Proud Boy ‘Spazzo’ Who Smashed Capitol Window Had Bomb-Making Manuals at Home, Feds Say

The window Dominic Pezzola allegedly smashed was considered the first significant breach of the Capitol Building. He then helped other rioters climb through.
Dominic Pezzola, who is facing charges linked to his actions at the U.S. Capitol.
Dominic Pezzola, who is facing charges linked to his actions at the U.S. Capitol (left) via DOJ, and a still from video showing Pezzola smashing the Capitol window (right) via Brendan Gutenschwager.

The Proud Boy who’s facing charges for leading insurrectionists through a window of the U.S. Capitol building had a stash of bomb-making manuals stored on a thumb drive, which investigators say they discovered while searching his home in Rochester, New York. 

This was just one of the reasons why federal prosecutors, in a memo filed Friday, are arguing that Dominic Pezzola, aka “Spazzo” or “Spaz,” should remain in detention pending the outcome of his trial. 


Prosecutors also said Pezzola seemed only more hungry for violence following the events of Jan. 6 in D.C., which resulted in the deaths of five people and two subsequent suicides among Capitol Police. For example, they pointed to an interview the FBI conducted with a “witness” who was also at the Capitol that day. 

Following the attempted insurrection, Pezzola and others had discussed what they’d done that day, according to the witness. “They said that anyone they got their hands on they would have killed, including Nancy Pelosi,” the witness told the FBI. “Members of this group, which included “Spaz,” said that they would have killed [Vice President] Mike Pence if given the chance.”

They immediately began setting their sights on Jan. 20, Inauguration Day. The witness told the FBI that members of the group, including Pezzola, said they planned to “kill every single ‘m-fer’ they can.” The witness said that all of the men involved in the conversation had firearms or access to firearms. 

(Gavin McInnes was a co-founder of VICE. He left the company in 2008 and has had no involvement since then. He later founded the Proud Boys in 2016.)

Pezzola returned home to Rochester following the events at the Capitol, according to federal prosecutors. By then, his face was plastered all over the FBI's “most-wanted” lists. Videos showing him smashing the window of the Capitol using a riot shield that prosecutors say he took from a police officer during an earlier scuffle had gone viral. The window Pezzola allegedly smashed was considered the first significant breach of the Capitol; he then helped other rioters climb through the window, who then opened the main doors and allowed the mob through. 



On January 12, VICE News identified the wild-eyed, long-haired man in the video as a member of the Proud Boys, a far-right street-fighting gang, who went by the name Spazzo. At some point (it’s not clear whether before or after VICE’s article), Pezzola turned off his phone, cut his hair, shaved his beard, and went on the run. On January 14, the FBI arrived in Rochester and started knocking on the doors of his family members in that area to inquire about his whereabouts. Only then did he eventually turn himself in to authorities, prosecutors say.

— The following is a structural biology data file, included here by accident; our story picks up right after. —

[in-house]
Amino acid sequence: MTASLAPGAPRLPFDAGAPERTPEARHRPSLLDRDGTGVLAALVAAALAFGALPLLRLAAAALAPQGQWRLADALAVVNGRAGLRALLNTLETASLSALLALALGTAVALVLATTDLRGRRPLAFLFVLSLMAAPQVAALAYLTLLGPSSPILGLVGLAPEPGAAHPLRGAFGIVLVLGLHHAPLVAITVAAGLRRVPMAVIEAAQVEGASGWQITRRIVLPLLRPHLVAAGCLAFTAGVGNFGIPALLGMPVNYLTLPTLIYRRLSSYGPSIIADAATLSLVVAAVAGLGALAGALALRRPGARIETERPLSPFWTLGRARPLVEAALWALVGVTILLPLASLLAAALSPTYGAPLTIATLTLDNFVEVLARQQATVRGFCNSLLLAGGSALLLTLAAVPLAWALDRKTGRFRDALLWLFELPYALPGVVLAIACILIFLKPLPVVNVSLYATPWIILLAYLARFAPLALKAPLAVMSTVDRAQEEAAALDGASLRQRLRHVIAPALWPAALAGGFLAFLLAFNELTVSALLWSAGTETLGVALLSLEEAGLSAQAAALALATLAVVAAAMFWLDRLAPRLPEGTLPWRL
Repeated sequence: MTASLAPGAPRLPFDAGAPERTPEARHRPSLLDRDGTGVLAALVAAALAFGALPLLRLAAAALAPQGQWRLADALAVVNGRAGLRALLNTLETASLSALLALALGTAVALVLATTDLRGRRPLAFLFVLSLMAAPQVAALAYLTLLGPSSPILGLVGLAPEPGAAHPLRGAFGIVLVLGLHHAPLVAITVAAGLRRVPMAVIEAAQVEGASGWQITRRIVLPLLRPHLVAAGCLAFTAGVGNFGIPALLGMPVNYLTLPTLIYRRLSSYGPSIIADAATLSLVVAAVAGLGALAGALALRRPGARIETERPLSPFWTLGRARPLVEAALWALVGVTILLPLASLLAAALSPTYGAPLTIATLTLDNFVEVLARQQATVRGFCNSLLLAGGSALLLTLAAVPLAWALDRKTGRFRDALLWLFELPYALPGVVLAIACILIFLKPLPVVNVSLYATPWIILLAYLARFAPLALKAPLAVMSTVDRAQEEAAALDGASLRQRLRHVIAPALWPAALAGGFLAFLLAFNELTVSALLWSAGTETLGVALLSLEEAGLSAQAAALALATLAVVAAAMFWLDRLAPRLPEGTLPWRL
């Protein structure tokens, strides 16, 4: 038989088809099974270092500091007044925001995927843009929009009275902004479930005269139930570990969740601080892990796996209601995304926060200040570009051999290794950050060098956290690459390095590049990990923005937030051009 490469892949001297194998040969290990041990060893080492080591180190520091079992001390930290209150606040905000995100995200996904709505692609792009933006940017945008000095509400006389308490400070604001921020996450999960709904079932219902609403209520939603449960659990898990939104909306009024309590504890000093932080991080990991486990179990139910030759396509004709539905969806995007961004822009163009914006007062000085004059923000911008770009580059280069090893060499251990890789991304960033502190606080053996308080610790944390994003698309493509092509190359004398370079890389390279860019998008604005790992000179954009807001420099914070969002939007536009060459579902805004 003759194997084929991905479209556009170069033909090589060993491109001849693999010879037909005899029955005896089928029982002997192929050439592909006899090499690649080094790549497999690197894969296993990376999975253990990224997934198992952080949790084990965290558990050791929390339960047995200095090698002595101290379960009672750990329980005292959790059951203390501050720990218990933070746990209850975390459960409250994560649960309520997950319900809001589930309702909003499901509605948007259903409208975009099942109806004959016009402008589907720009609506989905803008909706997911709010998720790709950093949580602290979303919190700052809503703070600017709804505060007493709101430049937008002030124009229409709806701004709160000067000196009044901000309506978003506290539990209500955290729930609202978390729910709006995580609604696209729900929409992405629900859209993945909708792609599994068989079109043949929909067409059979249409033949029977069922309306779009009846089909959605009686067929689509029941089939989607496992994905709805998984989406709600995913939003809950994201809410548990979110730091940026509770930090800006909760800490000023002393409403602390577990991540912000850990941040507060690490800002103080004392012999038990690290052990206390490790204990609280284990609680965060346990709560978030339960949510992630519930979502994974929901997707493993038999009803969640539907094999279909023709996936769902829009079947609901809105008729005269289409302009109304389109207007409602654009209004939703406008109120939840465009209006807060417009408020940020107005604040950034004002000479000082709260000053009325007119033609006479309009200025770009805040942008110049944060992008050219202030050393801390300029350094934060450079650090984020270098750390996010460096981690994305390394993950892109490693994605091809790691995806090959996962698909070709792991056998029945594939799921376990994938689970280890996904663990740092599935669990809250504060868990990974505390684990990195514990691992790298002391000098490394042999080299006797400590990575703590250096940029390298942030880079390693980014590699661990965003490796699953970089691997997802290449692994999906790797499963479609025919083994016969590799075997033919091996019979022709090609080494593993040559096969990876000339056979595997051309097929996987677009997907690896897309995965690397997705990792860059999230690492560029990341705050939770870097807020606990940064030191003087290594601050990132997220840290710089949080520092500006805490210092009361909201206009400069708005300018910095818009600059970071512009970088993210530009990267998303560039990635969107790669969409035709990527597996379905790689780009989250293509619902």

When investigators searched Pezzola’s home, they said they found a thumb drive that contained hundreds of .pdfs, in a room that appeared to be used exclusively by him. 

“A significant number of those .pdfs provide detailed instructions for making homemade firearms, poisons and/or explosives,” prosecutors wrote. There was one collection named “Advanced Improvised Explosives” which contained titles like “Explosive Dusts” and “Incendiaries.” He also had “The Advanced Anarchist’s Arsenal: Recipes for Improvised Incendiaries and Explosives” and “Ragnar’s Big Book of Homemade Weapons.” 

Federal prosecutors, in making their case for why Pezzola should remain in detention, also detailed his movements as he made his way toward the Capitol with the crowd, overwhelming line after line of Capitol Police officers. “The defendant’s actions in breaking the window to the U.S. Capitol, allowing the first group of rioters to stream through, cannot be overstated,” prosecutors wrote. “The defendant’s actions show planning, determination, and coordination.”

“Dominic Pezzola poses a serious danger to the community and a serious risk of flight,” they added. “His stated desire to commit further acts of violence, combined with his access to weapons and bomb-making manuals, is extremely concerning.”

Since Pezzola’s arrest, the FBI has also arrested Joe Biggs, one of the leaders of the Proud Boys. Biggs has insisted that he had zero role in planning the events at the Capitol. The FBI noted in an affidavit that Biggs and Pezzola were wearing similar earpieces and walkie-talkie devices, though they stopped short of asserting that the two men were in communication that day.